Earth's climate is changing more rapidly than people's ability to adapt

IPCC’s Sixth Assessment Report (AR6): "Climate change: a threat to human wellbeing and health of the planet -Taking action now can secure our future" has been released. A colleague in the Faculty of Earth Sciences, Geography and Astronomy at the Department of Geography and Regional Research, Dr. Ayansina Ayanlade, is one of the Lead Authors of this Report under The Working Group II, Chapter 9: Africa. The Report assesses the impacts of climate change, from global to regional views of ecosystems, biodiversity, and human communities. It also looks into the vulnerabilities, capacities and limits of the natural world and human societies to adapt to climate change.

Dr. Ayanlade contributed considerably to some sections of the Report: As Lead author and Cross-Chapter (CC) Author. In Chapter 9, he contributed to Vulnerability Synthesis (CH 9) and Food Systems sections (CH 9). As CC Author, he contributed on the role of indigenous knowledge and local knowledge in understanding and adapting to climate change (CH 18);  gender, climate justice and transformative pathways (CH 18); Climate change and  COVID-19 (CH 7);  and food, fibre, and other ecosystem products (CH 5).

Generally, the IPCC Report reveals observed/projected impacts of climate change and that the progress on adaptation is uneven with increasing gaps between action taken and what is needed to deal with the increasing risks from climate change, largely among lower-income global populations. The major key message is that earth's climate is changing more rapidly than people's ability to adapt. Chapter 9 reported increasing mean and extreme temperature trends across Africa, as evidence of human-induced climate change.

Impacts of climate change in the African continent are projected to become widespread and severe; increased heatwaves and drought, reduced crop/livestock productivity, reduced economic growth, increased inequality and poverty, biodiversity loss, increased human morbidity/mortality and human migration.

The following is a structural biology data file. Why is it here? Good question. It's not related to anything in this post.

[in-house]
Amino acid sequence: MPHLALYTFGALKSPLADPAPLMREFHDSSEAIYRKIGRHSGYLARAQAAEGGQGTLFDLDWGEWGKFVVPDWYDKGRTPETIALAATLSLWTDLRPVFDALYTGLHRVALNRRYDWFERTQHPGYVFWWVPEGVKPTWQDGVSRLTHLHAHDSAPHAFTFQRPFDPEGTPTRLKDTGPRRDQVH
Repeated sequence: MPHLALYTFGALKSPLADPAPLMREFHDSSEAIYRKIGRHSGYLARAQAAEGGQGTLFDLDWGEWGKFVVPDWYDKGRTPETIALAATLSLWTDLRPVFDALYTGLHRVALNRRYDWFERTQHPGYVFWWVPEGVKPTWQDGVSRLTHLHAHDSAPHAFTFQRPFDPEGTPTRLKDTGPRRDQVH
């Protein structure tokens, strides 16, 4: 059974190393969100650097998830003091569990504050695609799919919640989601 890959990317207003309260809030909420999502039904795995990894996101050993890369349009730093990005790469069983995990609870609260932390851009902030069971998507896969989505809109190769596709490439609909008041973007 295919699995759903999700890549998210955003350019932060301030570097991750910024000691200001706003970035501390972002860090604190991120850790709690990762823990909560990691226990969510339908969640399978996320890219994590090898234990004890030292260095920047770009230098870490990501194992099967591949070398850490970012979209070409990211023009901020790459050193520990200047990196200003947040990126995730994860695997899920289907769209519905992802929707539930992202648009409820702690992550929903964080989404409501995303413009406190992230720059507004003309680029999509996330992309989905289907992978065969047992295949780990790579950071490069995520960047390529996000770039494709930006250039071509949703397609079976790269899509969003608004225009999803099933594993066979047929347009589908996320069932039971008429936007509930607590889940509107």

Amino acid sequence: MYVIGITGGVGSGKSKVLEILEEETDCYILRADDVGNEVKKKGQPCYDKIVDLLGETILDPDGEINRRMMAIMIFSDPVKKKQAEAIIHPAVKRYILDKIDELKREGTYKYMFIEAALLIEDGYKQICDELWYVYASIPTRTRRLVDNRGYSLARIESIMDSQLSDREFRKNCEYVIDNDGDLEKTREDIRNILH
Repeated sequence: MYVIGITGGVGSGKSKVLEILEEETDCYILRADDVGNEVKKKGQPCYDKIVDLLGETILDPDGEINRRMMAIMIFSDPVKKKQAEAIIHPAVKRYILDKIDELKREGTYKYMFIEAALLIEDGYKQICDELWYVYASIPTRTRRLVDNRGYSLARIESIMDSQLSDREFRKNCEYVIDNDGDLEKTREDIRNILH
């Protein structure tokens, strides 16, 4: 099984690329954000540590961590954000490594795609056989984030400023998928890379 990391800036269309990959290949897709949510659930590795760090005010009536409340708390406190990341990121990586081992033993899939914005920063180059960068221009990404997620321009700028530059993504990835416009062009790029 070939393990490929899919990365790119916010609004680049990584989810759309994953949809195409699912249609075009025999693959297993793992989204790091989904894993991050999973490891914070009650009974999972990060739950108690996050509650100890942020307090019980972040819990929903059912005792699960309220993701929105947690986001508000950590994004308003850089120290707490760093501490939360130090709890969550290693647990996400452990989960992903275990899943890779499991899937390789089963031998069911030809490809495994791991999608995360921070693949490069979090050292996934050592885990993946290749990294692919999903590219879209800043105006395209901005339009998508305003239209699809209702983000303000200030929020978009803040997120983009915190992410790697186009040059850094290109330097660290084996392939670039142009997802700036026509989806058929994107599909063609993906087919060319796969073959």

There are high pieces of evidence that future warming is likely to affect food systems negatively in Africa, by shortening growing seasons, increasing water stress and increasing the range and transmission of infectious diseases. Assessment of migration links to climate change takes many different forms in the report, as it focuses primarily on involuntary displacements of people due to climate extremes and the potential future need for governments to relocate people and communities living in hazardous areas. Though, exposure and vulnerability to climate change are multi-dimensional and complex with socioeconomic, political and environmental factors intersecting, yet, vulnerability in Africa is socially, culturally and geographically differentiated among climatic regions, countries and local communities, with climate change impacting the health, livelihoods and food security of different groups at different extents. Resilience and adaptive capacities vary among vulnerable groups of different ages, ethnicity, disability and other social status in Africa. Capacity development through education and development of better early warning systems could enhance vulnerable groups’ ability to cope and adapt their livelihoods in Africa. Early warning systems based on targeted climate services can be effective for disaster risk reduction, social protection programmes, and managing risks to health and food systems. Increased funding for African partners and direct control of research design and resources can provide more actionable insights on climate risks and adaptation options in Africa.

Ghana (Photo: Charles Nambasi, Pixabay)
Dr. Ayansina Ayanlade (Research Group Population, Environment, and Development)